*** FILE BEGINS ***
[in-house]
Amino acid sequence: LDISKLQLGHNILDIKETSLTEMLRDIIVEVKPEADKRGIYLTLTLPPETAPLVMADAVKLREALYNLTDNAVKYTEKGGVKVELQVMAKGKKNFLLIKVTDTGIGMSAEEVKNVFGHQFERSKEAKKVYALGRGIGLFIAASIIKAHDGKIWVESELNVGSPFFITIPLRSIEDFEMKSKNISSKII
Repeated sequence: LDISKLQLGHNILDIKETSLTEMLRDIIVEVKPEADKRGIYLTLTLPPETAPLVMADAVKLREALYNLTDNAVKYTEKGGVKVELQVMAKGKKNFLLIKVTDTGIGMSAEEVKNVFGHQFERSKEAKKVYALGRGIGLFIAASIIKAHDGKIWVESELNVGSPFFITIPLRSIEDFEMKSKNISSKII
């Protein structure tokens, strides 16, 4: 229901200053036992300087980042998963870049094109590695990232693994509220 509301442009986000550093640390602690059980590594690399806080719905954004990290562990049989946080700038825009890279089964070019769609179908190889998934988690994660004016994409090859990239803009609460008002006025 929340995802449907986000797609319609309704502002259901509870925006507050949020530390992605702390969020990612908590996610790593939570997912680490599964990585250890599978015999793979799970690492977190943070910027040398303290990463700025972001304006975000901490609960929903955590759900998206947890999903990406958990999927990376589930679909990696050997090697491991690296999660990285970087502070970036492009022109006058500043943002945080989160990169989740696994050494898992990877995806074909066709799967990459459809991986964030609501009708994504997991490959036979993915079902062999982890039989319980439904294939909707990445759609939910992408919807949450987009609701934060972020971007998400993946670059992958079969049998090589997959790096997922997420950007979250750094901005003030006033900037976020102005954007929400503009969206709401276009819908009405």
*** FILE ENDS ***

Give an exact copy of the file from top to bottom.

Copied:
[in-house]
Amino acid sequence: LDISKLQLGHNILDIKETSLTEMLRDIIVEVKPEADKRGIYLTLTLPPETAPLVMADAVKLREALYNLTDNAVKYTEKGGVKVELQVMAKGKKNFLLIKVTDTGIGMSAEEVKNVFGHQFERSKEAKKVYALGRGIGLFIAASIIKAHDGKIWVESELNVGSPFFITIPLRSIEDFEMKSKNISSKII
Repeated sequence: LDISKLQLGHNILDIKETSLTEMLRDIIVEVKPEADKRGIYLTLTLPPETAPLVMADAVKLREALYNLTDNAVKYTEKGGVKVELQVMAKGKKNFLLIKVTDTGIGMSAEEVKNVFGHQFERSKEAKKVYALGRGIGLFIAASIIKAHDGKIWVESELNVGSPFFITIPLRSIEDFEMKSKNISSKII
């Protein structure tokens, strides 16, 4: 229901200053036992300087980042998963870049094109590695990232693994509220 509301442009986000550093640390602690059980590594690399806080719905954004990290562990049989946080700038825009890279089964070019769609179908190889998934988690994660004016994409090859990239803009609460008002006025 929340995802449907986000797609319609309704502002259901509870925006507050949020530390992605702390969020990612908590996610790593939570997912680490599964990585250890599978015999793979799970690492977190943070910027040398303290990463700025972001304006975000901490609960929903955590759900998206947890999903990406958990999927990376589930679909990696050997090697491991690296999660990285970087502070970036492009022109006058500043943002945080989160990169989740696994050494898992990877995806074909066709799967990459459809991986964030609501009708994504997991490959036979993915079902062999982890039989319980439904294939909707990445759609939910992408919807949450987009609701934060972020971007998400993946670059992958079969049998090589997959790096997922997420950007979250750094901005003030006033900037976020102005954007929400503009969206709401276009819908009405």